What’s that $1 million house really worth? Depends who you ask.
To determine the value of a property, appraisers are supposed to review purchase prices of similar, nearby homes that sold in the past six months. But when a property is much pricier than others in the neighborhood, it can be hard to find similar examples close by. As a result, their asking prices are often out of whack with values that are later determined by appraisals. To find relevant numbers, appraisers in many cases have been digging up older sales as far back as five years ago, consulting current listing prices that might not reflect what buyers are actually paying for a property and even looking at sales prices in other markets.
As a buyer and/or seller, there are steps you can take to protect yourself from a surprise appraisal:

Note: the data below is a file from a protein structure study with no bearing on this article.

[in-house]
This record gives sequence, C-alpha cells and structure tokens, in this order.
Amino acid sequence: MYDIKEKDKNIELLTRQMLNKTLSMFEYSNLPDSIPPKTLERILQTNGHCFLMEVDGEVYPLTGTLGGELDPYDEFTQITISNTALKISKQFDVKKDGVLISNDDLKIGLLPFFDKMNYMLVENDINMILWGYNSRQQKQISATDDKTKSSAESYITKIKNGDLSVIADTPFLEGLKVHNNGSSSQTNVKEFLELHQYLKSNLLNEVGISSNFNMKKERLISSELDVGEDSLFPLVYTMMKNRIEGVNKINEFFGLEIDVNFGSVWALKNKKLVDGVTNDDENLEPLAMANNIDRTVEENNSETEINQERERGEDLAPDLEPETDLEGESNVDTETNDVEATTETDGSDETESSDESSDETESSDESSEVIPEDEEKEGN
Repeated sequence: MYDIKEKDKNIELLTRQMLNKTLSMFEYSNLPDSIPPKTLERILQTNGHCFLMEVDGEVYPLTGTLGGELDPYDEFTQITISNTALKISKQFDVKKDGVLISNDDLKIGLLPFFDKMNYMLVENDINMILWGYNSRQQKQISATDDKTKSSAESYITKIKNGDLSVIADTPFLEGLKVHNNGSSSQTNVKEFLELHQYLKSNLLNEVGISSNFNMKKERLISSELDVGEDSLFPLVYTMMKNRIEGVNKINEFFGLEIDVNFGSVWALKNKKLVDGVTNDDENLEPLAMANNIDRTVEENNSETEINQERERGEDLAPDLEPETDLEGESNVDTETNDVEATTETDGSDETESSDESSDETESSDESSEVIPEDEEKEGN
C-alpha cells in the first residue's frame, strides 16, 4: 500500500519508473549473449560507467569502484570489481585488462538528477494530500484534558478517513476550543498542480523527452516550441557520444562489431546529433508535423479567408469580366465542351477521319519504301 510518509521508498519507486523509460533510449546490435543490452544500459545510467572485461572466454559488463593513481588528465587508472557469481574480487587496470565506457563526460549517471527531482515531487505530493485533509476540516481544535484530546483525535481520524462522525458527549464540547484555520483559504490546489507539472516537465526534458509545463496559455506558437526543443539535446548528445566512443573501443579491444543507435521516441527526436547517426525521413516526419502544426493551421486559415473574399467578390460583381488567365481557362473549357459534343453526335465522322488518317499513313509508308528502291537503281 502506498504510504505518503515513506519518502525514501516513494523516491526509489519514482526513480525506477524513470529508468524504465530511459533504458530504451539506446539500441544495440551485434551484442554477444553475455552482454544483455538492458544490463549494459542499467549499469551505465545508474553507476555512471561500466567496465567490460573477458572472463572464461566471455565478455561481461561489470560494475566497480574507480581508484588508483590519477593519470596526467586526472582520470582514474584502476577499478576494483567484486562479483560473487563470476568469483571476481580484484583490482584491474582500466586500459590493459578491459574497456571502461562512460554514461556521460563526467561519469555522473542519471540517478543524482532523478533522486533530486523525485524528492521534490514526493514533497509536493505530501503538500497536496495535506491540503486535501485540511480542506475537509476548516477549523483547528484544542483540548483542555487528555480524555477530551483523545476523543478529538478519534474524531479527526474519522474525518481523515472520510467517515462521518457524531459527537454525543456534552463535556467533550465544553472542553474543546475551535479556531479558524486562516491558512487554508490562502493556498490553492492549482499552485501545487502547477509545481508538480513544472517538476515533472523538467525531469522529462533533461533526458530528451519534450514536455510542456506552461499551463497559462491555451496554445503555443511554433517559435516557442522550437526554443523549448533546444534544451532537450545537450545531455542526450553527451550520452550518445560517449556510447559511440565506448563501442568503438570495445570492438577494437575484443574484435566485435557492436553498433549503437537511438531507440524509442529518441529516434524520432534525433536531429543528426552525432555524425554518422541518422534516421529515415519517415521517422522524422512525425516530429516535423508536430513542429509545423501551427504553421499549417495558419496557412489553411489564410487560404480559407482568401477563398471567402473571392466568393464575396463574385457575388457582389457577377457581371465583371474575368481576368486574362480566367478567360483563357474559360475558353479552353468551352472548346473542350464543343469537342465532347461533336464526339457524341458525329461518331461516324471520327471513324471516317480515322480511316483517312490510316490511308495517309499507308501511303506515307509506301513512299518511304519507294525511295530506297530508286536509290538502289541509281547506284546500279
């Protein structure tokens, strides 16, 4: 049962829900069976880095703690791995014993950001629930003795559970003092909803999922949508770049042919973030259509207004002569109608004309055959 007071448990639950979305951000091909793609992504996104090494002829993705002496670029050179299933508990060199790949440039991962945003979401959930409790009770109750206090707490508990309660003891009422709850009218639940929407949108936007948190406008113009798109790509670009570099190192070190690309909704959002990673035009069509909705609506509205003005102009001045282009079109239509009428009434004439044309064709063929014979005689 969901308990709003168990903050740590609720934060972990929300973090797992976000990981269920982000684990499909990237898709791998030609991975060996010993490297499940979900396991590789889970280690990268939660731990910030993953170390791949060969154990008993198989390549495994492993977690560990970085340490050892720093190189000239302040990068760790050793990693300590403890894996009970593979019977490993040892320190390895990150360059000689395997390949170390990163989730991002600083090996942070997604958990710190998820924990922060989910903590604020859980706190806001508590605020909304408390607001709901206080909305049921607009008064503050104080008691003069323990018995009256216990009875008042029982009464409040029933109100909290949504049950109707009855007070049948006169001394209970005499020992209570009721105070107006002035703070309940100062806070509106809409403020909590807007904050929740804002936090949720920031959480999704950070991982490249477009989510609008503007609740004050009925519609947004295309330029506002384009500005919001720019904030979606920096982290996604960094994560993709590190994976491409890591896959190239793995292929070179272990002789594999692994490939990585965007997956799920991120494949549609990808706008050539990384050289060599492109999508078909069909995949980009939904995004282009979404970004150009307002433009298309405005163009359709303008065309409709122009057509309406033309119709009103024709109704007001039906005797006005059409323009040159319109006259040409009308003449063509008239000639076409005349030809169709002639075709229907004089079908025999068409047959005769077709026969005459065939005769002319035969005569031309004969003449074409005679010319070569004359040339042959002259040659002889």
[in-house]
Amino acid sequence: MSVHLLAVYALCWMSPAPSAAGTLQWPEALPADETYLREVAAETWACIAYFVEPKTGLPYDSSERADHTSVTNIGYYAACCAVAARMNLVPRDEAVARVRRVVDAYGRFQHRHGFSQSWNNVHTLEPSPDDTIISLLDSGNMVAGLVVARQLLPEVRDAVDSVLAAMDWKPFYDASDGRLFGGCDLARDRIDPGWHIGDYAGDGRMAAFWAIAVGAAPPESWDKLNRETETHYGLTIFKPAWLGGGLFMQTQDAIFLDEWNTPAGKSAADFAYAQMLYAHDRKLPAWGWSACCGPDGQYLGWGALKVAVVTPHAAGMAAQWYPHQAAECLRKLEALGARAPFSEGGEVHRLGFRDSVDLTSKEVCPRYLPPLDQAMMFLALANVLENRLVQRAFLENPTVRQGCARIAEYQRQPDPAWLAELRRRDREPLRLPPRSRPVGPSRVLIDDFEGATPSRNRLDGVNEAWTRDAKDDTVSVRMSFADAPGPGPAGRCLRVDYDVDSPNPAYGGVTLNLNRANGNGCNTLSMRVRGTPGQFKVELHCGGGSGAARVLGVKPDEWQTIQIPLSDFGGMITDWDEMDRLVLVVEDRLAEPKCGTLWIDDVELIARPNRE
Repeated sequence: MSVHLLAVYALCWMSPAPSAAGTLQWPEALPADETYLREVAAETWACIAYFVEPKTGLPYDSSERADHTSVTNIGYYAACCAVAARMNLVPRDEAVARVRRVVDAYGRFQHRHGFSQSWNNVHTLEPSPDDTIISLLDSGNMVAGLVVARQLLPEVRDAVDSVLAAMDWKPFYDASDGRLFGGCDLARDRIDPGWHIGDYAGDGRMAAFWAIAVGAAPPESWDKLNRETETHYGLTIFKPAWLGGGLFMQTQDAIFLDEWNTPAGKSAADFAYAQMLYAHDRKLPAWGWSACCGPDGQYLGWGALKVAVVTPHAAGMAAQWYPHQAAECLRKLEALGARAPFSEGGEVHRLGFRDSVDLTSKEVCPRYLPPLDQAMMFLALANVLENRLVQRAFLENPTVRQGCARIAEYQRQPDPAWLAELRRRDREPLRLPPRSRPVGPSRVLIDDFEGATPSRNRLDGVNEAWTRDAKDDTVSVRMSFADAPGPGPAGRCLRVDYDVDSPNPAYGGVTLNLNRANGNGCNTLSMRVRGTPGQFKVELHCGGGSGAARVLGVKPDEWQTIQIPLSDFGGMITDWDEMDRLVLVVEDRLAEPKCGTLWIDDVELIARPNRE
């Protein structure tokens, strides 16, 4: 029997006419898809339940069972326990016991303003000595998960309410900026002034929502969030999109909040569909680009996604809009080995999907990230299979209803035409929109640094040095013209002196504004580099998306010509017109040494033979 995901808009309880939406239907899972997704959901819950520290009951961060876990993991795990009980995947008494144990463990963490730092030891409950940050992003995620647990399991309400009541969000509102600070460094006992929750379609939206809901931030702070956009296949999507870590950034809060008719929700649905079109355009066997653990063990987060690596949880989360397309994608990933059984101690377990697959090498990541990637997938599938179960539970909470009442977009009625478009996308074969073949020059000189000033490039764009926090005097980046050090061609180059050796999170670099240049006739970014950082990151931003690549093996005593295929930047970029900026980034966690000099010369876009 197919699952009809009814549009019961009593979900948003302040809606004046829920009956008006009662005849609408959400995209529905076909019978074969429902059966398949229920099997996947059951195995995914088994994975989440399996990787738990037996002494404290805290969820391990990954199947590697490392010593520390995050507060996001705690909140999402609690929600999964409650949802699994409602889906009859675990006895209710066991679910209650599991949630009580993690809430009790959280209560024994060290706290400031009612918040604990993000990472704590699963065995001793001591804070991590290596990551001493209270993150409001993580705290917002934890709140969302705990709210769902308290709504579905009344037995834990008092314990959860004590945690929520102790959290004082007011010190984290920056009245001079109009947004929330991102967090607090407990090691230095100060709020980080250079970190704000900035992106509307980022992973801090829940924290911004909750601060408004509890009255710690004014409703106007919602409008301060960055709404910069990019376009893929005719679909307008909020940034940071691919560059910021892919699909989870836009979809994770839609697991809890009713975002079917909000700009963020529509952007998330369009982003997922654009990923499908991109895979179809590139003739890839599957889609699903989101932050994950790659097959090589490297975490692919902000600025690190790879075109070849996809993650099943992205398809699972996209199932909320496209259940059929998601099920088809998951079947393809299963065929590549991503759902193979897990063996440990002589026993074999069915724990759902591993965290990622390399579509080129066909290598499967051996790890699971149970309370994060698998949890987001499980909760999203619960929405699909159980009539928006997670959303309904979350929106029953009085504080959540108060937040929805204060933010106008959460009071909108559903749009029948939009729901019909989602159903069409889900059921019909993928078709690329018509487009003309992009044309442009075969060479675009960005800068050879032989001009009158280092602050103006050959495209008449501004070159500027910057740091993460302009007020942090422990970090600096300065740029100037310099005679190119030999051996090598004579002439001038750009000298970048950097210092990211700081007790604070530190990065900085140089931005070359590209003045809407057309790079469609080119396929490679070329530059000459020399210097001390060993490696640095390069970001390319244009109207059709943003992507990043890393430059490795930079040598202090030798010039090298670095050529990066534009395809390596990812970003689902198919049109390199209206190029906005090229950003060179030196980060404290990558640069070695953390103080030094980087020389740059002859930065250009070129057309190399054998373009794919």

- Buyers, add a contingency clause in the contract: include a statement in the contract that guarantees the buyer will receive the initial down payment back if the appraisal value is below the offer. That also leaves open the option of renegotiating or walking away from the deal without losing those funds.
- Sellers, research county records: Counties assess home values to help determine the property taxes a homeowner will pay. Appraisers take that assessment into account while determining a valuation for the home.
- Sellers, consider cost vs. value: the money owners pump into their homes in upgrades won’t always be reflected in the appraisal value. Upgrades that are highly customized could lower a property’s value.
By AnnaMaria Andriotis, The Wall Street Journal